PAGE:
On the topic of LGBTQA+, we also see the bullying Susie faces while at Baxter High. He faces severe bullying from the jocks at his school. One time his shirt was lifted by the jocks because they wanted to see if he was “truly” a man.

Many also face the torment of the jocks, especially females. We see how patriarchy is still very much alive in our schools, along with censorship, when the principal at Baxter High refuses to help Susie, threatens to take down Elephant (WICCA), and bans books that may be “harmful and offensive” to the students. 

Not only do we see minorities in the LGBTQA+ being represented, but we also see many POC characters. The three sisters who torment Sabrina, Prudence and the other two, are all minorities. A black teenage girl, an Asian female, and a ginger. One of Sabrina’s best friends is also a black teenage girl, but she is going through severe vision loss. Around episode 5 or 6, it is revealed she will go completely blind in less than three months. 

Harvey Kinkle, Sabrina’s boyfriend, faces trouble at home. He wants to stay in school and possibly even pursue a career in comic books, but his father would rather he work in the mines.Harvey’s big brother, Tom, protects him as much as he can.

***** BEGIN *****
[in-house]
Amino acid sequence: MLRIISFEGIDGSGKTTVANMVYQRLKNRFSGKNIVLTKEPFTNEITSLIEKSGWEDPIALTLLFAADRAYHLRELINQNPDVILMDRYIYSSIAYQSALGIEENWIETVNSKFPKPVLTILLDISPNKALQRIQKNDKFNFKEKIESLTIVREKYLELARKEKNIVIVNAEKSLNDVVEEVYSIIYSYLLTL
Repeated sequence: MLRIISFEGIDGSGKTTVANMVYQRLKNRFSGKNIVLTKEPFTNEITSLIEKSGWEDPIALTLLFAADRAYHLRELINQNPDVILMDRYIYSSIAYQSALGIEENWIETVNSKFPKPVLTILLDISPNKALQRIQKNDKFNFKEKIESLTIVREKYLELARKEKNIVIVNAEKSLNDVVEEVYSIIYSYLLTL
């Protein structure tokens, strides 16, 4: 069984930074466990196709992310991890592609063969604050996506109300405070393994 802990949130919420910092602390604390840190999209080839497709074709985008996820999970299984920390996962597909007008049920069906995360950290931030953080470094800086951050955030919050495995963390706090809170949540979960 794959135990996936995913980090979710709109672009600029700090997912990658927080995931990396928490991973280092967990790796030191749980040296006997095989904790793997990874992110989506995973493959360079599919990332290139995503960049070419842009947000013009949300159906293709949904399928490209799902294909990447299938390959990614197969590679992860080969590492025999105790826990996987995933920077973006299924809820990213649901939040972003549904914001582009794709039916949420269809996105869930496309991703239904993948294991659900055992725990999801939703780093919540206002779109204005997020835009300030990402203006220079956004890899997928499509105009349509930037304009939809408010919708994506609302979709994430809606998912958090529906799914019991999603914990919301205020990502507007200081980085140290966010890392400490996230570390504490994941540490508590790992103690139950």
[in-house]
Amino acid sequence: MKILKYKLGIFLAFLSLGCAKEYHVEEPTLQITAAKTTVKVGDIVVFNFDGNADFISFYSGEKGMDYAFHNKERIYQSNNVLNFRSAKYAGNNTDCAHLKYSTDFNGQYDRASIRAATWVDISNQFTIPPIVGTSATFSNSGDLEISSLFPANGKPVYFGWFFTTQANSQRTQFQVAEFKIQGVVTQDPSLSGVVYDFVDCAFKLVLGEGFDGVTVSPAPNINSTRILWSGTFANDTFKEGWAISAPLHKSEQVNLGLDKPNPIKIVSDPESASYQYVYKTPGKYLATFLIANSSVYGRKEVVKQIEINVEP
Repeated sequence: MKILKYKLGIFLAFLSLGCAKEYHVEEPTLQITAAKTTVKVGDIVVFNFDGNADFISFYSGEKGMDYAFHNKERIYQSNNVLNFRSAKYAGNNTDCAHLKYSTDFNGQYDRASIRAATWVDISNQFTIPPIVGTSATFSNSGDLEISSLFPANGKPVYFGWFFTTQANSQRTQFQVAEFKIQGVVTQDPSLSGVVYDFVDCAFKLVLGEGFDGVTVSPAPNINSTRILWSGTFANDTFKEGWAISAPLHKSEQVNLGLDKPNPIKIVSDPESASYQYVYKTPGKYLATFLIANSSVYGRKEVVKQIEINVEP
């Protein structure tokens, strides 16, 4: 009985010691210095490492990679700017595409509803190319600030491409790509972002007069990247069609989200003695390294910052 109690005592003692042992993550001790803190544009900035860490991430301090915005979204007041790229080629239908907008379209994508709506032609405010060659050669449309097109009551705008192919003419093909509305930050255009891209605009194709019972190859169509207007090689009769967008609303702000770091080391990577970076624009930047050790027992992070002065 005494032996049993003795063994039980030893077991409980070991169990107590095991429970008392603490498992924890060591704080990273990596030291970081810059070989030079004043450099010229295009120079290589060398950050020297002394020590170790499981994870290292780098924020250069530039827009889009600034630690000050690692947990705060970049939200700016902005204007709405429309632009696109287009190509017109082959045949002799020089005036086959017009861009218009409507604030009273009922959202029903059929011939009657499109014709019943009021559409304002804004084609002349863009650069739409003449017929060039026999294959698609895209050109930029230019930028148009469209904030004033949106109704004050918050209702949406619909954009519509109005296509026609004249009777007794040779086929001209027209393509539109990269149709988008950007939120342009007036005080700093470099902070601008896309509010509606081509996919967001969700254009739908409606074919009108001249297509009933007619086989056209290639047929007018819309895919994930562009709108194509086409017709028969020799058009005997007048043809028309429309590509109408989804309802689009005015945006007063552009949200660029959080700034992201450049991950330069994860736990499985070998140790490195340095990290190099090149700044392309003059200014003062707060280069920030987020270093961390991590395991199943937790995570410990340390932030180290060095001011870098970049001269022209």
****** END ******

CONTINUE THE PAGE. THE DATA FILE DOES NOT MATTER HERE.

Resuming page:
The show touches on all these topics, but it also touches on religion, which is a big thing I also noticed. In this series, Satanism is treated lightly and it’s common, almost to how Christianity is treated in today’s society. Like Christians, Sabrina and her family follow the religion of Satanism. Satanism, like Christianity, has its own rules and traditions in this show. For example, the Feast of Feasts. 

What truly made me stay, though, was how Sabrina started questioning her religion. I related to her in a sense that she didn’t like what these people were doing and she wanted freedom. She wanted to make her own path. Zelda Spellman, though, is the Satanic version of a strict Christian mother. While Sabrina questions and tries to unravel the secrets of the unholy church, Zelda wants Sabrina to accept their ways. 

“Why does he [Satan AKA The Dark Lord] get to decide what I do or don’t do with my body?” -Sabrina Spellman 

Yes, the show addresses all of this, but a question one might have is: “Well, is the show scary?”. For those looking for a fright, I’m afraid this isn’t for you. There are some scenes that are absolutely scary and gory, like in the first episode when Sabrina meets her familiar or when she’s chased by a scarecrow, but overall the show is quite peaceful. 

Each episode is almost an hour long, including the recap and the introduction, but it is completely worth it. The episode captures you, and it makes you want to sit and watch it until you finish it. I’m only on the seventh episode of the first season, but I can’t wait to watch more.

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Published by V

Class of 2021 MLEC | Co-president of ERA | 15 yo | Latina | LGBT |